Sherlock Holmes (1985)

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Sherlock Holmes

por Jorge Luis Borges

He was not born of woman, he had no ancestor.
(Of Adam and Quijano before him this was so.)
He is composed of randomness. The to and fro
of wayward readers rule him, here and everywhere.

You would not be wrong to think that when the author first sees
his hero is the moment of birth or that his hero slips
into death whenever our memories suffer eclipse,
we who dream him. He is hollower than the breeze.

He is chaste. Knows nothing of love, not even the kiss.
Yes, this most virile of men has renounced the lover's art.
He lives in rooms in Baker Street, alone, and apart.
Another power he lacks is forgetfulness.

An Irishman dreamed him up, without any affection,
and even tried to kill him, they say. But all in vain:
magnifying glass in hand, in sun, in rain,
his strange fate was to interrupt an interruption.

He has no friends but never loses the devotion
of the other man, who was his evangelist,
noted his coups and miracles and left a list.
He lives in the safest, easiest place: the third person.

He goes down to the baths no more. Nor were they ever
frequented by the late Hamlet, that reclusive Dane
who is almost wholly ignorant of the domain
of the blue sword and the sea, the longbow and the quiver.

(Omnia sunt plena Jovis. In a similar way,
we will say of that innocent, the eponym of the play,
that his changeable, unquiet spirit wanders about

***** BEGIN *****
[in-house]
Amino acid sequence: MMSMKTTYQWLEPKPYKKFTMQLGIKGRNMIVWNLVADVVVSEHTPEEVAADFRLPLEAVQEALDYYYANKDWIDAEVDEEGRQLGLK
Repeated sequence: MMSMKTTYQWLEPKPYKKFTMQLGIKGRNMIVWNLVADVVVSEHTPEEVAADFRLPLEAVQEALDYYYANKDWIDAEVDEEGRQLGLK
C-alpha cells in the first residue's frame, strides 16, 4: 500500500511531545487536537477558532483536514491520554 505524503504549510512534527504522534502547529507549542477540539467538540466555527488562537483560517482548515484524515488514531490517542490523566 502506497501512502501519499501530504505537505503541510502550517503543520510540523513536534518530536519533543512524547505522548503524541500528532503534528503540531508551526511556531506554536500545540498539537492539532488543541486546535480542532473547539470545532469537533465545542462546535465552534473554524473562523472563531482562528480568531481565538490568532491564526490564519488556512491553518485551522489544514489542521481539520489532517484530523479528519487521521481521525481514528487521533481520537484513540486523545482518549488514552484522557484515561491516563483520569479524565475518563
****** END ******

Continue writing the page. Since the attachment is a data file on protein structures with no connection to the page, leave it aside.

the various realms into which this globe is parcelled out.)

He pokes the damp logs in his fireplace into flames;
on the moors of the West Country he kills a dog from hell.
A tall man who does not know that he is perennial,
he solves the most trivial mysteries, quotes epigrams.

He comes to us from a foggy London, lit by gas,
a London all too conscious of being an empire's hub
(he is indifferent to this), a London of brothel and club,
who does not want to feel she is not what she was.

Let us not be surprised. After death's agony,
that single power we name either destiny or chance
affords to each of us that curious happenstance
of being echoes or forms that die day after day.

That die until the final day when oblivion,
which is our common goal, wipes us utterly away.
Before it arrives, let us amuse ourselves with the clay
of being here for a while, of being and having been.

Thinking of Sherlock Holmes some evening or afternoon
is one of the good habits we still have, to date.
Siestas and death are another. And so too is our fate
of rustic convalescence, or looking at the moon.

Robert Mezey and Richard Barnes

Notas:

* Todas las cosas están llenas de Júpiter

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